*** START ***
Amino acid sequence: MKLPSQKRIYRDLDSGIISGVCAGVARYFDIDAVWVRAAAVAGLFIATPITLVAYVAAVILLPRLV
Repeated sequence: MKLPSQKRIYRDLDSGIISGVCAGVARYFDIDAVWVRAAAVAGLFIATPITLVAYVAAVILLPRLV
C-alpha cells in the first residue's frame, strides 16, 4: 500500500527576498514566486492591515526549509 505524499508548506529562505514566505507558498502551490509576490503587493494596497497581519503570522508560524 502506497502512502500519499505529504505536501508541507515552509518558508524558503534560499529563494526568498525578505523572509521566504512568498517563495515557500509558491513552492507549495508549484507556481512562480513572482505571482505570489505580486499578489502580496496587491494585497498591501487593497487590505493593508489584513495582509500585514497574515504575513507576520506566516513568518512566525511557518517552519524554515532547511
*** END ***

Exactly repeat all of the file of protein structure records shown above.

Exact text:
Amino acid sequence: MKLPSQKRIYRDLDSGIISGVCAGVARYFDIDAVWVRAAAVAGLFIATPITLVAYVAAVILLPRLV
Repeated sequence: MKLPSQKRIYRDLDSGIISGVCAGVARYFDIDAVWVRAAAVAGLFIATPITLVAYVAAVILLPRLV
C-alpha cells in the first residue's frame, strides 16, 4: 500500500527576498514566486492591515526549509 505524499508548506529562505514566505507558498502551490509576490503587493494596497497581519503570522508560524 502506497502512502500519499505529504505536501508541507515552509518558508524558503534560499529563494526568498525578505523572509521566504512568498517563495515557500509558491513552492507549495508549484507556481512562480513572482505571482505570489505580486499578489502580496496587491494585497498591501487593497487590505493593508489584513495582509500585514497574515504575513507576520506566516513568518512566525511557518517552519524554515532547511